Thirdly, it is a fact that palliative care is highly underdeveloped in Lithuania and palliative solutions are important for cancer patients. Indeed, the WHO is criticizing this fact in the country since it stands that any healthcare system should have four elements – prevention, screening and early diagnosis, treatment and rehabilitation, and eventually palliative care – and, as aforesaid, the country is lacking of the latter.

Fourthly, Lithuanians suffering any kind of trauma such as car accident are already receiving psychology consultation services but it is not the case for cancer patients. As POLA, we advocate that oncology patients should also have access to this type of services since they are also facing crisis in their lives.

How would you assess the treatment of oncology patients in Lithuania and their access to the latest innovative treatments?

In 2012 the European Commission reported that Lithuania was the second worst country after Bulgaria in terms of access to innovative treatments amongst all the European countries. Fortunately, this situation has drastically improved and now Lithuania ranks amongst Slovenia and Czech Republic, which are one of the best-ranked countries in Eastern Europe.

Nevertheless, despite the commented progress, the sick fund is still highly limited and its management certainly needs to be further optimized since there are some existing duplicities as well as misuses within it. On top of that, the government is leveraging on the innovative private industry to reduce the patients’ access gap through the so-called “claw-back” system, which represents around EUR 12 million out of the EUR 300 million spent by the NHIF on pharmaceuticals. In my opinion, the NHIF should leverage more on private industry’s capabilities, not only with discounts but also through other measures such as diagnostic financing and educational trainings.

Considering that you have been closely involved in implementing the Lithuanian e-Health strategy, what have been the results obtained so far and what are the ambitions?

All the healthcare stakeholders, even the government, agree that Lithuania should move the reimbursement criteria from purely cost of the drug to value-based healthcare and e-Health plays a key role in this transition. Unfortunately, we are really far from getting there in Lithuania and this is one of the main concerns of the current reimbursement system.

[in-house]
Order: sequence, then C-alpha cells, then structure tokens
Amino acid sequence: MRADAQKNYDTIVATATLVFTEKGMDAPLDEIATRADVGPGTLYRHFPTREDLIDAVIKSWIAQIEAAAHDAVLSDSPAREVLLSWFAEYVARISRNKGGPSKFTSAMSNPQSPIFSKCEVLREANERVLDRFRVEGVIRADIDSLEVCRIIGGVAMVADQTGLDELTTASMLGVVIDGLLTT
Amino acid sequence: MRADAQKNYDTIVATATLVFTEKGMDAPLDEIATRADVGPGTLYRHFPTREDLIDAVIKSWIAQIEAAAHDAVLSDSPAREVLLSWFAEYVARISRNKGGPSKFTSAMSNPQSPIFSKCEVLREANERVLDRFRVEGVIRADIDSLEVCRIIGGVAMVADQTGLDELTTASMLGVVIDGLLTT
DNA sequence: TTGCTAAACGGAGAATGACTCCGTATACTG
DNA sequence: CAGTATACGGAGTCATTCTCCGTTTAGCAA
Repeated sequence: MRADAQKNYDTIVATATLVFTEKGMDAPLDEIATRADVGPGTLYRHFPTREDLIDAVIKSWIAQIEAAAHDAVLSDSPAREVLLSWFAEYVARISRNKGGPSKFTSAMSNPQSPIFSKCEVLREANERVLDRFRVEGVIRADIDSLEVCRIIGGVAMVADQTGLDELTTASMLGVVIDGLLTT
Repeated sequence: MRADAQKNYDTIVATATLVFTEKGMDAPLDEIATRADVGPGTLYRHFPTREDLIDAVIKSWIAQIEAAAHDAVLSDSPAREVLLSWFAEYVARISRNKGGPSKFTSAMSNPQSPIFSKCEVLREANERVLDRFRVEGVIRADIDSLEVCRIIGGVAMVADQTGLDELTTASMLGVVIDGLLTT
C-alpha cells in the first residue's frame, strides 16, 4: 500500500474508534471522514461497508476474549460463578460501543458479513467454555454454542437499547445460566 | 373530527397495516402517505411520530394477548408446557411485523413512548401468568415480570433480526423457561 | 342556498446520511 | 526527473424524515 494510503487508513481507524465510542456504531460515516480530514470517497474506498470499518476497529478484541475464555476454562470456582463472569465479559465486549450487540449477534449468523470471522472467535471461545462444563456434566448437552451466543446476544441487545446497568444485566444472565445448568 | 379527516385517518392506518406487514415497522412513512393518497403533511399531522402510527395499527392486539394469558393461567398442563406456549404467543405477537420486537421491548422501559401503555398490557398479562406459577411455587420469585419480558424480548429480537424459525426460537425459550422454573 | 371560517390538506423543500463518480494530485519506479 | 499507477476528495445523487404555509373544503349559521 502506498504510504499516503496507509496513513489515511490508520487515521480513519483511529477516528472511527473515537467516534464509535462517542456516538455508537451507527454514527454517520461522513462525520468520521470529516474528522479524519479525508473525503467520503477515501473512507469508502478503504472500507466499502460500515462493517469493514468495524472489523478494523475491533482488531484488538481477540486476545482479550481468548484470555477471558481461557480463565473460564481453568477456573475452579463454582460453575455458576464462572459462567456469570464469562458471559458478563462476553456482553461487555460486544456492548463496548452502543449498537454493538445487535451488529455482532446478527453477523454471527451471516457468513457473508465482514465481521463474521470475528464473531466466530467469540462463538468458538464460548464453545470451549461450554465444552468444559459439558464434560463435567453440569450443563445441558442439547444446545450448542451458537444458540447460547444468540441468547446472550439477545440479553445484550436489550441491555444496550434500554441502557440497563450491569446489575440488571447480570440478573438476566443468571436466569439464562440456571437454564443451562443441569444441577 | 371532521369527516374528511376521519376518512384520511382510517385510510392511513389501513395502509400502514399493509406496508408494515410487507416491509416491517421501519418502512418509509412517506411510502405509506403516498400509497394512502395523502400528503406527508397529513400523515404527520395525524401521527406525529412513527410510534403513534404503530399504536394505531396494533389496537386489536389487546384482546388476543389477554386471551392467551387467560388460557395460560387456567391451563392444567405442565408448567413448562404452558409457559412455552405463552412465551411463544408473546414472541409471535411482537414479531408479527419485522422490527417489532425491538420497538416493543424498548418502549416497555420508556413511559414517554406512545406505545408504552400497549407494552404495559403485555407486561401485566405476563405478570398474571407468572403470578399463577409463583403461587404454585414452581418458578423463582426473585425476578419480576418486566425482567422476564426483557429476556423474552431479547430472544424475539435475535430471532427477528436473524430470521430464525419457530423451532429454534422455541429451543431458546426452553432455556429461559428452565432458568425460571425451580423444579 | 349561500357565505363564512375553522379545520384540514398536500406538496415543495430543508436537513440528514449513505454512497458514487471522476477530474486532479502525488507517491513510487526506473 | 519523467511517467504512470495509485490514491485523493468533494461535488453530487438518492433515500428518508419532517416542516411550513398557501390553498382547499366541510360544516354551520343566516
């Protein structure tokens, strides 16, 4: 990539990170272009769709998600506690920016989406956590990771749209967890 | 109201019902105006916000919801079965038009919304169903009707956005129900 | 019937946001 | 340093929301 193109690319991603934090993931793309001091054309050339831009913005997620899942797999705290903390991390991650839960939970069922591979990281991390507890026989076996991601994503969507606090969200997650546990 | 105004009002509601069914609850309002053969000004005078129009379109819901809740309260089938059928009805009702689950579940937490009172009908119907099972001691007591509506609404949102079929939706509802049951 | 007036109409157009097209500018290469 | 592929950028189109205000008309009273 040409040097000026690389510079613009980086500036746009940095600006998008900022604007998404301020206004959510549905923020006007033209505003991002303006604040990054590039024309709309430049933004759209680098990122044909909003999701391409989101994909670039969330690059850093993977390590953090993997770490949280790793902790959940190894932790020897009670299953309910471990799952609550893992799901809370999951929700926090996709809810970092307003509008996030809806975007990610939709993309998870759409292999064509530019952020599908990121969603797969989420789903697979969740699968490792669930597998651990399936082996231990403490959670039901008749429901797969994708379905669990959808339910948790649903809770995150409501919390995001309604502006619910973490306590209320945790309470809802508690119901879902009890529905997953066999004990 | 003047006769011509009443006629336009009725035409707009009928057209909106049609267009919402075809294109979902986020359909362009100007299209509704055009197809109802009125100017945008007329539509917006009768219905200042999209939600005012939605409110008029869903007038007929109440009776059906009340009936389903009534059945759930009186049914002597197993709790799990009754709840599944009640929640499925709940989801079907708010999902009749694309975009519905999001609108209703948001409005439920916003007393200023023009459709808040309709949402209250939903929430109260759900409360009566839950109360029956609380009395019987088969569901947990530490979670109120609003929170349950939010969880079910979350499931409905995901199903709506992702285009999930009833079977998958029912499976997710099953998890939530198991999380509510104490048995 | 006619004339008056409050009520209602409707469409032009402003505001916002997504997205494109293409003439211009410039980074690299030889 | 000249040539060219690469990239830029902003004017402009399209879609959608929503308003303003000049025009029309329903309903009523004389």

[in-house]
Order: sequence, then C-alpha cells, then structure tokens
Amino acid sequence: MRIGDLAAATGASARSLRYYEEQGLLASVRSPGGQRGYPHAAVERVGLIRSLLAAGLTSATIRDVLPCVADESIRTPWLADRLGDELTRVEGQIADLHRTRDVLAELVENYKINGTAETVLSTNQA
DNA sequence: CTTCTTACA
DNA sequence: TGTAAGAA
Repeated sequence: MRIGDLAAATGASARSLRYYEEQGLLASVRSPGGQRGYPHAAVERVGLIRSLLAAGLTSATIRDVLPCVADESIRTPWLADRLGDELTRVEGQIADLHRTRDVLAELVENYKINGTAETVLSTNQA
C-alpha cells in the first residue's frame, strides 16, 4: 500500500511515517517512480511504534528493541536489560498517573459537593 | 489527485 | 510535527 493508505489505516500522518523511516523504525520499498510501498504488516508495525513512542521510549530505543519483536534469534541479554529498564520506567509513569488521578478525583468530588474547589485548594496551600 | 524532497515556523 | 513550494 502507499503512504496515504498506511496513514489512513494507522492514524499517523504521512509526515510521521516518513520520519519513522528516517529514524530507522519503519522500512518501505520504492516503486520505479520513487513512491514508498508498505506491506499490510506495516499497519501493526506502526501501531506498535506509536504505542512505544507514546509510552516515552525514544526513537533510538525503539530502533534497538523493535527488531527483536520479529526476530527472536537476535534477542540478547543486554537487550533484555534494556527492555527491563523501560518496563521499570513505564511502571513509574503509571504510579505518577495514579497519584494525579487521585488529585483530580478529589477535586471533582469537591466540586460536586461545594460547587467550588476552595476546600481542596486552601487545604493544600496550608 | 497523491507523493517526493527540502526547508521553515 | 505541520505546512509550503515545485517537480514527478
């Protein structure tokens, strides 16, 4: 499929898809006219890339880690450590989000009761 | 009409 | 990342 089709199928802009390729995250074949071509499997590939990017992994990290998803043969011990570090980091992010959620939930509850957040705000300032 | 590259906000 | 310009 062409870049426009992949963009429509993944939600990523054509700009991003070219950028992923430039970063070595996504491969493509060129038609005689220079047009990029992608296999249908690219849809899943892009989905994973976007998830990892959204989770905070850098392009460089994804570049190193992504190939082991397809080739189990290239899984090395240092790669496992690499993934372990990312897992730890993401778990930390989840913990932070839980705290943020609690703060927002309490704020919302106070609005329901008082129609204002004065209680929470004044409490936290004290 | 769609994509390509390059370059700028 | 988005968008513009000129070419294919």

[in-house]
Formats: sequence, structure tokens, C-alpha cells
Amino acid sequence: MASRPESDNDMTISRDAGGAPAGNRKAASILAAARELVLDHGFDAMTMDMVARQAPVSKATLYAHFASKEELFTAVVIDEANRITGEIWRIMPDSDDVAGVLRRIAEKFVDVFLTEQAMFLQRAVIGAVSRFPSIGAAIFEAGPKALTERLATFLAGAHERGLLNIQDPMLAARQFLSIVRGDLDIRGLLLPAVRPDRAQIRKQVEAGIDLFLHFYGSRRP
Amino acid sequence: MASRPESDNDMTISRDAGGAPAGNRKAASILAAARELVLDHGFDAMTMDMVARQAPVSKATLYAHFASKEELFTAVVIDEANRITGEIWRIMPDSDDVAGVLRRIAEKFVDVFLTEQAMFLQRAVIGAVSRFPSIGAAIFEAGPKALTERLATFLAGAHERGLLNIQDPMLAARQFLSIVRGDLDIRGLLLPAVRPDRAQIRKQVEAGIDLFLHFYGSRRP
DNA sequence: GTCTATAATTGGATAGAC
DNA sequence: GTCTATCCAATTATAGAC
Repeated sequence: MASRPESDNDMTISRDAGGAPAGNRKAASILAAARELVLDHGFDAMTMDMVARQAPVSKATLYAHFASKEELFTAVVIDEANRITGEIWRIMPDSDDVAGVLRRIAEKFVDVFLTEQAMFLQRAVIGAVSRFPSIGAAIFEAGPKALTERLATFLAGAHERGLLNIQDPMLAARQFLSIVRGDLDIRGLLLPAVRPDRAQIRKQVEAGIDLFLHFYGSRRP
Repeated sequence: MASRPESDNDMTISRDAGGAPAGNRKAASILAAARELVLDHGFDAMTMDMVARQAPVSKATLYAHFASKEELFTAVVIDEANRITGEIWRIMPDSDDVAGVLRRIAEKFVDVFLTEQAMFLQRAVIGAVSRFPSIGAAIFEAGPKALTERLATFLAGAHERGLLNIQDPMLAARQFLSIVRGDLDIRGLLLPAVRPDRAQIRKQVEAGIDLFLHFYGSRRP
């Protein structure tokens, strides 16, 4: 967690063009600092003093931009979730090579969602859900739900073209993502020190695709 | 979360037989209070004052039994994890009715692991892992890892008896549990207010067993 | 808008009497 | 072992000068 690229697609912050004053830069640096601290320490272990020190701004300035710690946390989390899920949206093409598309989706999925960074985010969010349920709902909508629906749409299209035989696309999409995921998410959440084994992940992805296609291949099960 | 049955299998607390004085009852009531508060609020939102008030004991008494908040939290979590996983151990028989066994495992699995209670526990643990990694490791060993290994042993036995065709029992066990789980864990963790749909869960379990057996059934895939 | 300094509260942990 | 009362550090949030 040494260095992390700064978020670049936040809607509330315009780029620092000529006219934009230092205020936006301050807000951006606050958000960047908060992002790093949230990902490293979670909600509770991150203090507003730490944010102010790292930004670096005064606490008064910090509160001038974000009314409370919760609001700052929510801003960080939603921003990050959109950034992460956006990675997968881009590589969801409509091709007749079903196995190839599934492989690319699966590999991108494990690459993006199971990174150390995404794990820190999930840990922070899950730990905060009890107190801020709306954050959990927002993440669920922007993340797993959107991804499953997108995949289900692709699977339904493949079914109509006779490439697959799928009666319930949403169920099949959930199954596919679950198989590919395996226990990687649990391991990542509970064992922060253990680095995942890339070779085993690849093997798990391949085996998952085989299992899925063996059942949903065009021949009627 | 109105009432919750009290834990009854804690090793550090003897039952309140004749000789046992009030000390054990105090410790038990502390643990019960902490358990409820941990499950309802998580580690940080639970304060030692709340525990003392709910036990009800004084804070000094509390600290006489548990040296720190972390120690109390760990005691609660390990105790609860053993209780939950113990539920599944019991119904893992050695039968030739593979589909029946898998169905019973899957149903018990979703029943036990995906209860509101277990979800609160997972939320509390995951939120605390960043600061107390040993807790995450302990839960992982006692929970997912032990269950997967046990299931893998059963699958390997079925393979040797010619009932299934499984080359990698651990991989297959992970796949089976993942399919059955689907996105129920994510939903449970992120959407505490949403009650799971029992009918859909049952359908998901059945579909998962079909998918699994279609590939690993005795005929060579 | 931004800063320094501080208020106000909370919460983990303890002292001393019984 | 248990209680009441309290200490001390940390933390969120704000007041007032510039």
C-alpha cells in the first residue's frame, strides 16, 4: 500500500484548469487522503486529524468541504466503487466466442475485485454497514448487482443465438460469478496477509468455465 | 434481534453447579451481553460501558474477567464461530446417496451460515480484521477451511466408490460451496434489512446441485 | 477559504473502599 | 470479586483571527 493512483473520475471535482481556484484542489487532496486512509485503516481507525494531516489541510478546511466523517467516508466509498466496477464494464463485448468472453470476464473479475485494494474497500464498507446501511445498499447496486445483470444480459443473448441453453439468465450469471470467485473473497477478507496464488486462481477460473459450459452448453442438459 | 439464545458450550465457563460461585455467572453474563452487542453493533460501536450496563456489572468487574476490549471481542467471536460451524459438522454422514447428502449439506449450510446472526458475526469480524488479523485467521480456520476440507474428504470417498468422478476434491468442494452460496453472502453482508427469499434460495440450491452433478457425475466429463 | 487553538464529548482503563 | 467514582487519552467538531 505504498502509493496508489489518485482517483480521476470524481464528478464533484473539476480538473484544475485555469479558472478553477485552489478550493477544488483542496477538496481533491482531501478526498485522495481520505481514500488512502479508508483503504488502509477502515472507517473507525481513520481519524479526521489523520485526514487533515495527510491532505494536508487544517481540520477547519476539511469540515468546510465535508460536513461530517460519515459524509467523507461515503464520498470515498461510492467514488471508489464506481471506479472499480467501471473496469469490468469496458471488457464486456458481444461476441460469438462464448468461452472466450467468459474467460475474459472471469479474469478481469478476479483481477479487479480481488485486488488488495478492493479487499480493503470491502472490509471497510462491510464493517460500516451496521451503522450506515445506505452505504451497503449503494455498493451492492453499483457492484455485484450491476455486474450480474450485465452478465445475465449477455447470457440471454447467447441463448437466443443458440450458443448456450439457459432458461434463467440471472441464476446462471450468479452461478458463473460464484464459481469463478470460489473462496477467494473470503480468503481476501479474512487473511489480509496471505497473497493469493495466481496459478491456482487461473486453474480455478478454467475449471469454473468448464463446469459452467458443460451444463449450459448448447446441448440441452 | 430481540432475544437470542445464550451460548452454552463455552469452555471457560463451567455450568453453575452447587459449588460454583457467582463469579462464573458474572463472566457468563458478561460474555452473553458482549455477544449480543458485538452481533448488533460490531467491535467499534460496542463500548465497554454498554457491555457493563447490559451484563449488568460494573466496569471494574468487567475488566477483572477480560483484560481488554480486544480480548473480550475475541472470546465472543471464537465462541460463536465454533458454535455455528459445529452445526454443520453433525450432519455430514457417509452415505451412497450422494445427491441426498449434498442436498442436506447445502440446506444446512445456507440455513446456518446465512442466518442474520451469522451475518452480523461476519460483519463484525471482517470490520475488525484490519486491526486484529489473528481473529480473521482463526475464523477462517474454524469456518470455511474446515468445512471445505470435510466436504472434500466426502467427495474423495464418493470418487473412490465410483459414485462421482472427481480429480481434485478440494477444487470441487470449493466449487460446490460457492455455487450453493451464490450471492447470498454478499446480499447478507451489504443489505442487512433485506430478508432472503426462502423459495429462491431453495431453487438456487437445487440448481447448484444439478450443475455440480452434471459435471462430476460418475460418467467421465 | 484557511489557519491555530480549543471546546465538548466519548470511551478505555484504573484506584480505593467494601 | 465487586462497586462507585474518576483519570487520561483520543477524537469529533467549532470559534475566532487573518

Hence, despite e-Health being a government priority, it has a very bad reputation within the public domain because of the weak results obtained so far since it started its implementation a decade ago, the continuous change of the approach, and the high amount of money invested (more than EUR 40 million). It is important to consider that there are many challenges affecting its implementation such as the very fragmented data in many different hospitals, the variety of systems used in the healthcare points in the country, and the lack of user friendly interface of the current e-health system. As a consequence, besides the commitment from the government in implementing e-Health, the hospitals are reluctant to use e-health solutions.

In my opinion, it is a shame that a country like Lithuania is lacking e-Health capabilities and its development is a compulsory homework. The government is fully aligned with this ambition and, through the e-Health National Board, we are focused on enhancing all the architecture behind the system to make it more optimal and convenient with new developments based on the latest technology trends. Furthermore, it is really important to see what our European neighbours have done in order to learn from their best practices and, for instance, we recently invited the chief e-Health architect of Estonia due to its similarities with Lithuania as well as their successful implementation of e-Health and we are in touch with WHO experts on e-health development.